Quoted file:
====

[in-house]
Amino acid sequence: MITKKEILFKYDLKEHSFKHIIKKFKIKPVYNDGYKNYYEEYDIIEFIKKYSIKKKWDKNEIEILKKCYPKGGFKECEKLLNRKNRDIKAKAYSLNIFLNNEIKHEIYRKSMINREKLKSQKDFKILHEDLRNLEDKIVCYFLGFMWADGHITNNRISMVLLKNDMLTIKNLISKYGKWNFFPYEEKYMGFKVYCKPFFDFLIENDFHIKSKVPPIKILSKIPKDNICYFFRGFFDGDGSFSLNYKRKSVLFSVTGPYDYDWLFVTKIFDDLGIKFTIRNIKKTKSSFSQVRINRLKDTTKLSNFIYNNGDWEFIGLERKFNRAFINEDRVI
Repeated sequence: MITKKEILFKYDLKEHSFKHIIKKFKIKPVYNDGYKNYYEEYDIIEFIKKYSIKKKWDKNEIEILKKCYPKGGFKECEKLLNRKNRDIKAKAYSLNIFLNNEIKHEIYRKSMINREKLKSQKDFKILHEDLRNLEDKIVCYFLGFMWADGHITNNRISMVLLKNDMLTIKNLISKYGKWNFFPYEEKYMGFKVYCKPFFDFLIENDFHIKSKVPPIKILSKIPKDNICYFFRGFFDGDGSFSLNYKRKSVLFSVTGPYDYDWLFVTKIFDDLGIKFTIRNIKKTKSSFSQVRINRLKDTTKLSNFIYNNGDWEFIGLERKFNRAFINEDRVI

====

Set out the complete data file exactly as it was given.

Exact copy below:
[in-house]
Amino acid sequence: MITKKEILFKYDLKEHSFKHIIKKFKIKPVYNDGYKNYYEEYDIIEFIKKYSIKKKWDKNEIEILKKCYPKGGFKECEKLLNRKNRDIKAKAYSLNIFLNNEIKHEIYRKSMINREKLKSQKDFKILHEDLRNLEDKIVCYFLGFMWADGHITNNRISMVLLKNDMLTIKNLISKYGKWNFFPYEEKYMGFKVYCKPFFDFLIENDFHIKSKVPPIKILSKIPKDNICYFFRGFFDGDGSFSLNYKRKSVLFSVTGPYDYDWLFVTKIFDDLGIKFTIRNIKKTKSSFSQVRINRLKDTTKLSNFIYNNGDWEFIGLERKFNRAFINEDRVI
Repeated sequence: MITKKEILFKYDLKEHSFKHIIKKFKIKPVYNDGYKNYYEEYDIIEFIKKYSIKKKWDKNEIEILKKCYPKGGFKECEKLLNRKNRDIKAKAYSLNIFLNNEIKHEIYRKSMINREKLKSQKDFKILHEDLRNLEDKIVCYFLGFMWADGHITNNRISMVLLKNDMLTIKNLISKYGKWNFFPYEEKYMGFKVYCKPFFDFLIENDFHIKSKVPPIKILSKIPKDNICYFFRGFFDGDGSFSLNYKRKSVLFSVTGPYDYDWLFVTKIFDDLGIKFTIRNIKKTKSSFSQVRINRLKDTTKLSNFIYNNGDWEFIGLERKFNRAFINEDRVI